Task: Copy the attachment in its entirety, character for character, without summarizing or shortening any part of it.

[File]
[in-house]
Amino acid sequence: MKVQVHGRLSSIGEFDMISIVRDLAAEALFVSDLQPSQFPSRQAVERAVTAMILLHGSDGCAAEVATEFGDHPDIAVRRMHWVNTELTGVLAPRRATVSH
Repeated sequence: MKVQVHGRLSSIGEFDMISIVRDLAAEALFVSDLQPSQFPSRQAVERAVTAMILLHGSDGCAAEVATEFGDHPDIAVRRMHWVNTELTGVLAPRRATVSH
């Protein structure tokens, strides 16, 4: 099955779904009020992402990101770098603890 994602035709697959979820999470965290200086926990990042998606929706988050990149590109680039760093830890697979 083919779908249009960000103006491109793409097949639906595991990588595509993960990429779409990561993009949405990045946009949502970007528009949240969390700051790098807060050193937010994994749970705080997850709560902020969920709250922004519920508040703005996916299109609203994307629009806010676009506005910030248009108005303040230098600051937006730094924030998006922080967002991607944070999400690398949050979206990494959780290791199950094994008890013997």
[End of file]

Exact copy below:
[in-house]
Amino acid sequence: MKVQVHGRLSSIGEFDMISIVRDLAAEALFVSDLQPSQFPSRQAVERAVTAMILLHGSDGCAAEVATEFGDHPDIAVRRMHWVNTELTGVLAPRRATVSH
Repeated sequence: MKVQVHGRLSSIGEFDMISIVRDLAAEALFVSDLQPSQFPSRQAVERAVTAMILLHGSDGCAAEVATEFGDHPDIAVRRMHWVNTELTGVLAPRRATVSH
């Protein structure tokens, strides 16, 4: 099955779904009020992402990101770098603890 994602035709697959979820999470965290200086926990990042998606929706988050990149590109680039760093830890697979 083919779908249009960000103006491109793409097949639906595991990588595509993960990429779409990561993009949405990045946009949502970007528009949240969390700051790098807060050193937010994994749970705080997850709560902020969920709250922004519920508040703005996916299109609203994307629009806010676009506005910030248009108005303040230098600051937006730094924030998006922080967002991607944070999400690398949050979206990494959780290791199950094994008890013997």